I love the first part of Psalms 46 also. A friend of mine in college wrote a song with the exact words (and it's beautiful) so I never have trouble remembering it. verses 1-3 say "God is my refuge and strength. A very present help in trouble. Therefore, we will not fear, though the earth give way and the mountains fall into the heart of the sea, though the waters roar and foam and the mountains quake with their swelling pride."

Before I close, I have a few prayer concerns. Two of our cousins are facing some pretty serious issues concerning their ministry. One is married with three children, one is single. Lift them up today. God knows.


Monday, January 15, 2007

I'm so thankful that Brent has had a passion for the upkeep of this website. It's been such a positive focus for us to express ourselves.

Even though the weather has been icy and kept us indoor bound, we haven't minded too much. Doing nothing suits me fine. A little cleaning, a little scrapbooking and watching movies has been the order of the day. Our school is out for the Martin Luther holiday, so I have one more day of leisure - whoo hoo!

The Proverbs 31 woman is the scriptural ideal. She sounds super human. She doesn't even sleep for crying out loud. She kind of annoys me. Who can measure up to those standards? I certainly do not measure up to the kind words my husband generously gives.

The previous music teacher at my school (a guy) was named "Teacher of the Year" his third year at the school. The sales lady at the music store here in town refers to him as "sharp." Now why should I feel put down for these things? My logic tells me I'm being unreasonable, but these facts, not even about me, make me feel that I don't measure up, however illogical that may be.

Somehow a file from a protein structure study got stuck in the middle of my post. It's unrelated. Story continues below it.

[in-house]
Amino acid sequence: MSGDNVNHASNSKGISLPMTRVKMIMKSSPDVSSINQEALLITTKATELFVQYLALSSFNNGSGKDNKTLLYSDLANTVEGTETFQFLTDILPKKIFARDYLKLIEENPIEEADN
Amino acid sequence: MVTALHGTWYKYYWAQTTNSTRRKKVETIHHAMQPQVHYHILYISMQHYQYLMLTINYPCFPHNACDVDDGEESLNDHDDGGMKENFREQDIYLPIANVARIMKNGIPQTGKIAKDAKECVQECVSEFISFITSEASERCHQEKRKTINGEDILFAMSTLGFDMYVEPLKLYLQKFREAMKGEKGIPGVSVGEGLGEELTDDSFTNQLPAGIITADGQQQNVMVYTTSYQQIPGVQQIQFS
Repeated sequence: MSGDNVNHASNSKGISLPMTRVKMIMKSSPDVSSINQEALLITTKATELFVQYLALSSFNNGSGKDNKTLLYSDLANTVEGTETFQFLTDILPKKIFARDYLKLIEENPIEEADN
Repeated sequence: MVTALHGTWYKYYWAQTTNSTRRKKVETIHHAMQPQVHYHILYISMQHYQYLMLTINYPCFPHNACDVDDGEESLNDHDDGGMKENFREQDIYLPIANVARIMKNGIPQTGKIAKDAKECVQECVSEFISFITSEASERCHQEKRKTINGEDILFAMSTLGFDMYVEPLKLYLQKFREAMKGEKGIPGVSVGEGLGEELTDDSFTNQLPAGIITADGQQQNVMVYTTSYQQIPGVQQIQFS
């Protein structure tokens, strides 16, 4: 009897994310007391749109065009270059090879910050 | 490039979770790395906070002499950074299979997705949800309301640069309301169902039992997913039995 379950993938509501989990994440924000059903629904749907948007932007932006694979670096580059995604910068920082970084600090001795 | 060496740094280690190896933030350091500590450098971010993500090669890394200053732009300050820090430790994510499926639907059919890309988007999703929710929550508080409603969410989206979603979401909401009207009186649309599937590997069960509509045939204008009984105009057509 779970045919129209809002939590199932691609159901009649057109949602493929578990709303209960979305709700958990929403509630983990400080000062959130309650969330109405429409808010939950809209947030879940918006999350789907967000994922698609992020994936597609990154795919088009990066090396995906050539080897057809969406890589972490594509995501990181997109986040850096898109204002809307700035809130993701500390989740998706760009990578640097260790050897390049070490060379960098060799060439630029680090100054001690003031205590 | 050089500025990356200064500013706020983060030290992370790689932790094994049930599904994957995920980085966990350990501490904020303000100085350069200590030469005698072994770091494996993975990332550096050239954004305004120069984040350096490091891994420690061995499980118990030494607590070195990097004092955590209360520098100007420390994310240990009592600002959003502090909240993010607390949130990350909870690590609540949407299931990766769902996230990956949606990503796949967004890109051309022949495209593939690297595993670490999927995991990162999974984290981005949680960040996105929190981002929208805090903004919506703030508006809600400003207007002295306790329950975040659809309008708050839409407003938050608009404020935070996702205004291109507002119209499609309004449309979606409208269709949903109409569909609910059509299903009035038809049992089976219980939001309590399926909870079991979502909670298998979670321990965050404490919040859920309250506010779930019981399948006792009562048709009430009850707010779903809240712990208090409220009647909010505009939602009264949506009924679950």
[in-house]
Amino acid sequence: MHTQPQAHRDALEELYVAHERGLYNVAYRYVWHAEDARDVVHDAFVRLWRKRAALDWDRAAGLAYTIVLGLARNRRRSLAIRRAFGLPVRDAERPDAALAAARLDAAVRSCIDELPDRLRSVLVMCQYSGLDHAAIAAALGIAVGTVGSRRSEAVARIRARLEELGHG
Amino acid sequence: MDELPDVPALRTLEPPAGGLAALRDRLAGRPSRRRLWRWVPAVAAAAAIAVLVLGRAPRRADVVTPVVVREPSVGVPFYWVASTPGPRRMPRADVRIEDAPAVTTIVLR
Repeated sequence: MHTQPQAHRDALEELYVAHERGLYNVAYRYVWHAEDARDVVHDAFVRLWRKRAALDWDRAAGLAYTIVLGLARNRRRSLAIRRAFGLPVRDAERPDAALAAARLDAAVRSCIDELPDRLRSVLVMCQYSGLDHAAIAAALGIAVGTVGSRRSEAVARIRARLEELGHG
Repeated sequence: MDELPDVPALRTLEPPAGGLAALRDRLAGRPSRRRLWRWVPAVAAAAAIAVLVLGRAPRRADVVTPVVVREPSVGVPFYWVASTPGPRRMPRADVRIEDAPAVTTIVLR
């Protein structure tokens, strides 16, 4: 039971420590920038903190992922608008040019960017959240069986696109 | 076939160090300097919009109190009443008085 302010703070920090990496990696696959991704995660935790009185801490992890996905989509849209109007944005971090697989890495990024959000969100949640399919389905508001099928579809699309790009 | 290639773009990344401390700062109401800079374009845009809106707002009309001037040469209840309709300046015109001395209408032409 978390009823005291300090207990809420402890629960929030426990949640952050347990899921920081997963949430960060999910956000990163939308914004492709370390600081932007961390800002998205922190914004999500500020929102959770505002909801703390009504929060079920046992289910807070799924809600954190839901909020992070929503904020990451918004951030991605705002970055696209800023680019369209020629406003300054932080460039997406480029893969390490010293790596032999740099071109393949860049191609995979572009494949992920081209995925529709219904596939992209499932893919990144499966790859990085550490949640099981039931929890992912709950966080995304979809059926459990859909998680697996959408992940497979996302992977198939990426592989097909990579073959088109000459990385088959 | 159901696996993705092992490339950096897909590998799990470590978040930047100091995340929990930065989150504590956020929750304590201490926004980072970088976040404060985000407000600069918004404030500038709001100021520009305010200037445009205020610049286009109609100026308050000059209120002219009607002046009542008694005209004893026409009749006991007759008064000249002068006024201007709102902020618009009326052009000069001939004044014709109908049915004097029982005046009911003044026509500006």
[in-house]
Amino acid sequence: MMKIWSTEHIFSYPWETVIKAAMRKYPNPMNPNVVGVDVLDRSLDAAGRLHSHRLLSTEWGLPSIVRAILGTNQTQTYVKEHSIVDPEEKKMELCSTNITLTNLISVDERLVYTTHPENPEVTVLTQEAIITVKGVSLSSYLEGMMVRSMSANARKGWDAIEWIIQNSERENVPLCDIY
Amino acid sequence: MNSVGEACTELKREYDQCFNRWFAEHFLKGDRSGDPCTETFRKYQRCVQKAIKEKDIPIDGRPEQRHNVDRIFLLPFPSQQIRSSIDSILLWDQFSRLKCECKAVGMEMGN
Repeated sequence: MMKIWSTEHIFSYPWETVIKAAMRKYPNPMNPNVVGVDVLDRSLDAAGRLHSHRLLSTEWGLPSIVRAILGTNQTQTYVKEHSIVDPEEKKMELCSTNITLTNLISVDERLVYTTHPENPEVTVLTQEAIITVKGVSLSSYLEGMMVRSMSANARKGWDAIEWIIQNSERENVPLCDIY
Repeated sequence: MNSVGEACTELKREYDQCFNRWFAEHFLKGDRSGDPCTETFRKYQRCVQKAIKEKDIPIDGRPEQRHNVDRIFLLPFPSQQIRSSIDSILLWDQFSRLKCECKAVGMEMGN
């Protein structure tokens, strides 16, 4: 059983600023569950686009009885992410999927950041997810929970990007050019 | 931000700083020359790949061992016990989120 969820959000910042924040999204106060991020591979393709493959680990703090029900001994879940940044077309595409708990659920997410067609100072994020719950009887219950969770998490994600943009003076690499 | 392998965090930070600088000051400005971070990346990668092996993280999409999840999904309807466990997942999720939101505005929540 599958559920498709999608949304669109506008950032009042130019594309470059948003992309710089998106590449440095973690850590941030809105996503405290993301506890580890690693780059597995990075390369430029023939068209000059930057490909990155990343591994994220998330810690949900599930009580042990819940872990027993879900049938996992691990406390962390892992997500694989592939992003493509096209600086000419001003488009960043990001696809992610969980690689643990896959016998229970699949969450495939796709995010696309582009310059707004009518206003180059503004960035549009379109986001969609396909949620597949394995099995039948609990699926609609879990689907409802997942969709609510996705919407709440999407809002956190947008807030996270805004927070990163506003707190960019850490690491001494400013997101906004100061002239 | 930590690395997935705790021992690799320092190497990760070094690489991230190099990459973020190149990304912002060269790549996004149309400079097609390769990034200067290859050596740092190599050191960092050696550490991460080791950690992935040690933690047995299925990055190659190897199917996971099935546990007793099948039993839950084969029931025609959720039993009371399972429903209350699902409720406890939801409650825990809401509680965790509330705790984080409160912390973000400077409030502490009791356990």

Articles were written about our son after his death, one in particular in the Baptist Messenger called "The Measure of a Man." I scrapped it yesterday. I even found some ribbon that looked like a ruler - (I was pretty excited about that find!) BJ truly didn't have any titles other than the ones we gave him: son and friend. He wasn't president of anything or the star of a team or anything like that, yet we are assured that he found favor with God and was found faithful in his short life. That is huge! He didn't have titles, but he had a whopper of a testimony. My prayer over and over is to be thankful for the gift of my son and be inspired to live with HOPE because God doesn't forsake us. He gives us our own testimony.

Billy and Cindy Foote are hands down my favorite worship leaders. I love them, they inspire my deepest, most heartfelt worship! It is a travesty that you don't hear them on Christian radio. Billy said this and I echo his sentiments: "Every week I remind myself that I am doing this so that I may be found faithful."

To be found faithful in all things. What is that like? I sure want to find out! We're imperfect human beings but when we seek God daily, we find our way, our purpose, and to be dramatic like our son, our destiny!

My life verse since BJ's passing has become Joshua 1:9 "Have I not commanded you? Be strong and courageous. (a phrase that's repeated many times in Joshua 1 - I think it's an important one) Do not be terrified; do not be discouraged, for the Lord your God will be with you wherever you go."